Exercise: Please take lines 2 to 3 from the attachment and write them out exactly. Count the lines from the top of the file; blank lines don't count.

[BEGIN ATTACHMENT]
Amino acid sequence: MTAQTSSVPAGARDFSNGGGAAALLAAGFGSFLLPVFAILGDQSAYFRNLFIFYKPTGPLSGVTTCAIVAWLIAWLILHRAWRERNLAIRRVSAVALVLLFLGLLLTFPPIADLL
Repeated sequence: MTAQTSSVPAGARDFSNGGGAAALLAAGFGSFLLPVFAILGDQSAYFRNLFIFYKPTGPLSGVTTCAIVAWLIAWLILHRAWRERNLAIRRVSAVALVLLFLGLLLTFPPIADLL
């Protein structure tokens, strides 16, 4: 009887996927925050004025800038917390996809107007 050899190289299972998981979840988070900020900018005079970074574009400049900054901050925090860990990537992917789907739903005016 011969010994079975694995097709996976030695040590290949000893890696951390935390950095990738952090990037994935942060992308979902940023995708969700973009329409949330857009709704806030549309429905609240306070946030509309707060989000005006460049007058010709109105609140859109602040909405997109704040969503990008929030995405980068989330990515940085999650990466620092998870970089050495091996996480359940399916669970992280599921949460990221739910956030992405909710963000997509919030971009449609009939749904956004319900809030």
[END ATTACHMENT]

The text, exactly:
Repeated sequence: MTAQTSSVPAGARDFSNGGGAAALLAAGFGSFLLPVFAILGDQSAYFRNLFIFYKPTGPLSGVTTCAIVAWLIAWLILHRAWRERNLAIRRVSAVALVLLFLGLLLTFPPIADLL
């Protein structure tokens, strides 16, 4: 009887996927925050004025800038917390996809107007 050899190289299972998981979840988070900020900018005079970074574009400049900054901050925090860990990537992917789907739903005016 011969010994079975694995097709996976030695040590290949000893890696951390935390950095990738952090990037994935942060992308979902940023995708969700973009329409949330857009709704806030549309429905609240306070946030509309707060989000005006460049007058010709109105609140859109602040909405997109704040969503990008929030995405980068989330990515940085999650990466620092998870970089050495091996996480359940399916669970992280599921949460990221739910956030992405909710963000997509919030971009449609009939749904956004319900809030």